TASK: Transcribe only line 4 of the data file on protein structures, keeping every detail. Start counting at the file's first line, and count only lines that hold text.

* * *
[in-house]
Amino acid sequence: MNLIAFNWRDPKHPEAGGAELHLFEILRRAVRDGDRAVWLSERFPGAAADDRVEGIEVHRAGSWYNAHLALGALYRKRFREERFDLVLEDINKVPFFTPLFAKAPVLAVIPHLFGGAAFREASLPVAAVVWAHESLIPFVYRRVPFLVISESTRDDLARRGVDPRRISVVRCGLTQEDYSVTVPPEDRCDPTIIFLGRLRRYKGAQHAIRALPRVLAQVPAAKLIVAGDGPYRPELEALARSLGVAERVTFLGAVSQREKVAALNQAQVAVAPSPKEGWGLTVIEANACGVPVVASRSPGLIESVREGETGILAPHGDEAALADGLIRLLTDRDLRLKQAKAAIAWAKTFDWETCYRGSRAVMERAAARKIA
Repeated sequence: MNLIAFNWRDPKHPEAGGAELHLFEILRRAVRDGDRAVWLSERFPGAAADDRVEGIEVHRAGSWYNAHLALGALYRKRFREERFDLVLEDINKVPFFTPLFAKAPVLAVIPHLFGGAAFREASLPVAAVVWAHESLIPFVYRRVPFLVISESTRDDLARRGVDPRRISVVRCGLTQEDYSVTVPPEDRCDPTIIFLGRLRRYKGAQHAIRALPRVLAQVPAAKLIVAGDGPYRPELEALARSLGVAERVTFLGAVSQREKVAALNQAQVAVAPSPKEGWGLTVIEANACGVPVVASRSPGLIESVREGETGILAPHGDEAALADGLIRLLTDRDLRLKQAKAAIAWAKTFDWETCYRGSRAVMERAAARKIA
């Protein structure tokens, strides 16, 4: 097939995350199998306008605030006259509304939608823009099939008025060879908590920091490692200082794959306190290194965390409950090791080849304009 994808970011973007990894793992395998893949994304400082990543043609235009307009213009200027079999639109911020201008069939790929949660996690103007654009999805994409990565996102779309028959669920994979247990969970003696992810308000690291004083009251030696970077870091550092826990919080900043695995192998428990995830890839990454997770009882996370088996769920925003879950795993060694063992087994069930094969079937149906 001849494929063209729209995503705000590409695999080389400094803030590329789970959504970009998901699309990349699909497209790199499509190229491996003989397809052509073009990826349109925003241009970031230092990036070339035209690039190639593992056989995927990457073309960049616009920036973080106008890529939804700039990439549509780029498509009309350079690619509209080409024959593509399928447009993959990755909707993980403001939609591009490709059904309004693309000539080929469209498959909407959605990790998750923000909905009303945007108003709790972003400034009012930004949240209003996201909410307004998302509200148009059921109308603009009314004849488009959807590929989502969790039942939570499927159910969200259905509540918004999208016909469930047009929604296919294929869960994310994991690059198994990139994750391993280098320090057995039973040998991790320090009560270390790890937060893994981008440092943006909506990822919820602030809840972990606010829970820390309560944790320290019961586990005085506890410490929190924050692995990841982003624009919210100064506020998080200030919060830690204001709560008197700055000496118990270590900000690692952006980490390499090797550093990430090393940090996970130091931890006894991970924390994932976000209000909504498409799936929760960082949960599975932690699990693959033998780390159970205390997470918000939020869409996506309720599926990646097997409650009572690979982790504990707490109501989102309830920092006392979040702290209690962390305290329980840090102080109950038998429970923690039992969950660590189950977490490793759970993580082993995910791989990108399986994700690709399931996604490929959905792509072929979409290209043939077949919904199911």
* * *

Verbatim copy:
């Protein structure tokens, strides 16, 4: 097939995350199998306008605030006259509304939608823009099939008025060879908590920091490692200082794959306190290194965390409950090791080849304009 994808970011973007990894793992395998893949994304400082990543043609235009307009213009200027079999639109911020201008069939790929949660996690103007654009999805994409990565996102779309028959669920994979247990969970003696992810308000690291004083009251030696970077870091550092826990919080900043695995192998428990995830890839990454997770009882996370088996769920925003879950795993060694063992087994069930094969079937149906 001849494929063209729209995503705000590409695999080389400094803030590329789970959504970009998901699309990349699909497209790199499509190229491996003989397809052509073009990826349109925003241009970031230092990036070339035209690039190639593992056989995927990457073309960049616009920036973080106008890529939804700039990439549509780029498509009309350079690619509209080409024959593509399928447009993959990755909707993980403001939609591009490709059904309004693309000539080929469209498959909407959605990790998750923000909905009303945007108003709790972003400034009012930004949240209003996201909410307004998302509200148009059921109308603009009314004849488009959807590929989502969790039942939570499927159910969200259905509540918004999208016909469930047009929604296919294929869960994310994991690059198994990139994750391993280098320090057995039973040998991790320090009560270390790890937060893994981008440092943006909506990822919820602030809840972990606010829970820390309560944790320290019961586990005085506890410490929190924050692995990841982003624009919210100064506020998080200030919060830690204001709560008197700055000496118990270590900000690692952006980490390499090797550093990430090393940090996970130091931890006894991970924390994932976000209000909504498409799936929760960082949960599975932690699990693959033998780390159970205390997470918000939020869409996506309720599926990646097997409650009572690979982790504990707490109501989102309830920092006392979040702290209690962390305290329980840090102080109950038998429970923690039992969950660590189950977490490793759970993580082993995910791989990108399986994700690709399931996604490929959905792509072929979409290209043939077949919904199911």